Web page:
Lanteglos by Fowey is a coastal parish in South East Cornwall. Situated on the east side of the River Fowey, it is bounded on the east by Lansallos parish, and to the north by Penpol Creek which forms the boundary with the parish of St Veep. The main settlement in this parish is the village of Polruan, which is linked to Fowey by passenger ferry. Up river is the smaller village of Bodinnick which is linked by car and passenger ferry to Fowey. The hamlet of Lanteglos Highway sits astride the main road that cuts through the parish. The parish church is situated inland in a valley which is the origin of the name. The parish is situated in an Area of Outstanding Natural Beauty, the National Trust is a major landowner in the area, and contains stunning countryside with coastal and river views. Ancient settlements include Lombard, Mixtow, Pont, Trethake, Trevarder, Lanlawren and Carneggan. The countryside is rich and varied with small streams, valleys and fields. The beautiful and scenic Pont Pill is home to kingfishers. The coast encompasses two main bays, Lantic Bay and Lantivet Bay divided by Pencarrow Head.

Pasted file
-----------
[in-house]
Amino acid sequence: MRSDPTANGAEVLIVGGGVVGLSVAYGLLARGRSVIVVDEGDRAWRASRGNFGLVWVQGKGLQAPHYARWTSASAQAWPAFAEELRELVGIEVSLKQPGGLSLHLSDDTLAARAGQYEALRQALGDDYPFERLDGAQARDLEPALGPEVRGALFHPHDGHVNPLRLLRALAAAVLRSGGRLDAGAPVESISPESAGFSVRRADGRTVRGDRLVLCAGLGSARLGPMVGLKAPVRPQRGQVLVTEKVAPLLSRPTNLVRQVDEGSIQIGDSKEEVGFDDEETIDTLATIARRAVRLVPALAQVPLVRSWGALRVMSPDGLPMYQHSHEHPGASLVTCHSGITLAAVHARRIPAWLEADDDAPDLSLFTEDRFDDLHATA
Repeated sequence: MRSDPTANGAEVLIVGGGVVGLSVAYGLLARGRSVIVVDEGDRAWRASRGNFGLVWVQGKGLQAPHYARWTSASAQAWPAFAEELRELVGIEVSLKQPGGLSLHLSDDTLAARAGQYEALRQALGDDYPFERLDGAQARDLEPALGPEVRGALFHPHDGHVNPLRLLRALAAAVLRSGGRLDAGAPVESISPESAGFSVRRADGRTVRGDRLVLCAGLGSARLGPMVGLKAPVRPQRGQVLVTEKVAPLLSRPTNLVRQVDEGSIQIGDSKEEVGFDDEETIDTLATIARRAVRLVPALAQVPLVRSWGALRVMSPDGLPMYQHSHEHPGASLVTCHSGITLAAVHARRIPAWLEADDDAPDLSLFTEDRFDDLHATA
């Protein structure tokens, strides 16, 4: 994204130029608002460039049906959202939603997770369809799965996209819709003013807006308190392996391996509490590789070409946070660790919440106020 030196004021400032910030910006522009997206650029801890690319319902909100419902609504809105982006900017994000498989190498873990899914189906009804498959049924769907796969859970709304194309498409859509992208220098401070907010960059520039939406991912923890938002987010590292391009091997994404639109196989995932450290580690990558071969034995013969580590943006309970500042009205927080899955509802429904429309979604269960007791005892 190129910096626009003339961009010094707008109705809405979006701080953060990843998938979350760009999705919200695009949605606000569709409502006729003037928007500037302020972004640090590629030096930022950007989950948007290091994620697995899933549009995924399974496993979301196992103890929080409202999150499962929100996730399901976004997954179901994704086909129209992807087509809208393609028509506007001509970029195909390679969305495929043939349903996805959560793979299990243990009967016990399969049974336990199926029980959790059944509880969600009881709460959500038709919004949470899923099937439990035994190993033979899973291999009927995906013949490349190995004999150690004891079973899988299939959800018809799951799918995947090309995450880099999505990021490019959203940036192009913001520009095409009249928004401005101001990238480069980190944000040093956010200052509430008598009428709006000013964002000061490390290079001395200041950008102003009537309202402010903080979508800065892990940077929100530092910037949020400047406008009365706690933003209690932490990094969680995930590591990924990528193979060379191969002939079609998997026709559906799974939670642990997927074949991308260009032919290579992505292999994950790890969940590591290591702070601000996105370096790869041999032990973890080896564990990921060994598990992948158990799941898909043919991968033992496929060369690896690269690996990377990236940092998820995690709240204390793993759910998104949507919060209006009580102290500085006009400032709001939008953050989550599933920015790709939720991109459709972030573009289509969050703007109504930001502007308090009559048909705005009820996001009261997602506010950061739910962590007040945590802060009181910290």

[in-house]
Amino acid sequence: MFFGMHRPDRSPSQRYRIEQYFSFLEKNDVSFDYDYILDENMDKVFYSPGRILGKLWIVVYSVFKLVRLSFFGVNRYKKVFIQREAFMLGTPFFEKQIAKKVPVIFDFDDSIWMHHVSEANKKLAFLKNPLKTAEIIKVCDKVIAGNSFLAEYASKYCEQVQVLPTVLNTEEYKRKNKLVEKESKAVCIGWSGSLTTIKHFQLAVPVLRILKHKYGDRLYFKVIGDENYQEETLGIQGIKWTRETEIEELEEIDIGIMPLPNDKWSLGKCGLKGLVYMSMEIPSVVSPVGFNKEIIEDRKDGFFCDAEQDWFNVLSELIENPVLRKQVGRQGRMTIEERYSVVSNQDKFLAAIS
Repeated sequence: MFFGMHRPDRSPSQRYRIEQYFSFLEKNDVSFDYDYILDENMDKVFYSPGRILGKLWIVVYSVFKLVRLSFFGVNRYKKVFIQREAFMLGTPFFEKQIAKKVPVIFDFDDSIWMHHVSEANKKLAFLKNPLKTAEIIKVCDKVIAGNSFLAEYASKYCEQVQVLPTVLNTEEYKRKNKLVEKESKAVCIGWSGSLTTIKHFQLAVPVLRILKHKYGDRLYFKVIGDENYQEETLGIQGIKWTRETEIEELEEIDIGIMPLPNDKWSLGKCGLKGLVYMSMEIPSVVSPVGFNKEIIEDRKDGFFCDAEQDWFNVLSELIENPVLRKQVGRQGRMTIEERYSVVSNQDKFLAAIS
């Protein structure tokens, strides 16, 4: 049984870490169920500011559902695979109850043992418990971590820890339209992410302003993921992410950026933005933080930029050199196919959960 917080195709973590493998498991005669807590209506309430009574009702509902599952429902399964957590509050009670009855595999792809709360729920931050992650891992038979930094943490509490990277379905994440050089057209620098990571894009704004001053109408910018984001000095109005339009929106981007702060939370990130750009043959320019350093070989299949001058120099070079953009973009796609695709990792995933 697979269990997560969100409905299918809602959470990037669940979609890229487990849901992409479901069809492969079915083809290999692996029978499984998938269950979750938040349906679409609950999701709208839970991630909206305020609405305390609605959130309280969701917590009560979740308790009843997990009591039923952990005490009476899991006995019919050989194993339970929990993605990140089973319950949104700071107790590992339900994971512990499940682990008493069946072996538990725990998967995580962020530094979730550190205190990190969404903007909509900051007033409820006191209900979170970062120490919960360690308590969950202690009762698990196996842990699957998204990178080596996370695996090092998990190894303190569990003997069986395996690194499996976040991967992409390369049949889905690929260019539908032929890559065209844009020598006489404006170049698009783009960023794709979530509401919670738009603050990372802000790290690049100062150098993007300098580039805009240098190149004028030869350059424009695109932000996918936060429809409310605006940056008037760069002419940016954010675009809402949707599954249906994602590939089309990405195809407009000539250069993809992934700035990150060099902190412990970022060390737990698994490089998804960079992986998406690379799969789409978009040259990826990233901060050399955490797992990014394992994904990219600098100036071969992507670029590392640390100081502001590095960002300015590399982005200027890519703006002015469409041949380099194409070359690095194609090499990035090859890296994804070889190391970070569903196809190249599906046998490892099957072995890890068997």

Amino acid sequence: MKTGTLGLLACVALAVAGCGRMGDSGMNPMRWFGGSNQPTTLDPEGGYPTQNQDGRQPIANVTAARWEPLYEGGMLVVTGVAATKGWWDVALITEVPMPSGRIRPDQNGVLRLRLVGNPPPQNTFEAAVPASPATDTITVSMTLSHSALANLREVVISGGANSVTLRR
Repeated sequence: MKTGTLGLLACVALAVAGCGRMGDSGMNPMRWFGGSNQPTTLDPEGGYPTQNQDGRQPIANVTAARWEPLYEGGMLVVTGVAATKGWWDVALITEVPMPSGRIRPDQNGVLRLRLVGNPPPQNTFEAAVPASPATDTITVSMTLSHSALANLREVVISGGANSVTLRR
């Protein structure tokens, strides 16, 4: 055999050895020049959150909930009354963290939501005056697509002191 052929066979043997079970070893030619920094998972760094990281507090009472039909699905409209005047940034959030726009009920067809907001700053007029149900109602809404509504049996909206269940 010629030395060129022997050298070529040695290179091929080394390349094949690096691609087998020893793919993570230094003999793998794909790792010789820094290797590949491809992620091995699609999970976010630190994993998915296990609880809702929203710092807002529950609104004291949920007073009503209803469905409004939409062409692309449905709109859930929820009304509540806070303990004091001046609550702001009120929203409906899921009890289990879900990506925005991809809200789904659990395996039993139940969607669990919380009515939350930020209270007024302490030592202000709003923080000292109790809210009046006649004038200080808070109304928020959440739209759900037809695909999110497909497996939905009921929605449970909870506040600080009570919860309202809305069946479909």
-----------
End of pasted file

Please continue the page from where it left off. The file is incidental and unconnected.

According to Charles Henderson, a noted pre war Cornish historian, the east side of the River Fowey was the earliest settlement which makes Polruan older than Fowey. For centuries Polruan, with its sheltered mooring, has been home to mariners and shipbuilders. Polruan owned ships were at the siege of Calais in 1343. Bodinnick’s importance comes from its situation on the ancient southern route through Cornwall and the rights to the ferry. Mixtow Pill was possibly once the base for the notorious pirates Mark and Michael Mixtow in the 15th century. Polruan and Bodinnick were active sites for shipbuilding in the 19th century, launching many fine ships that traded in the Mediterranean and across the Atlantic.
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Fore Street & The Quay, Polruan
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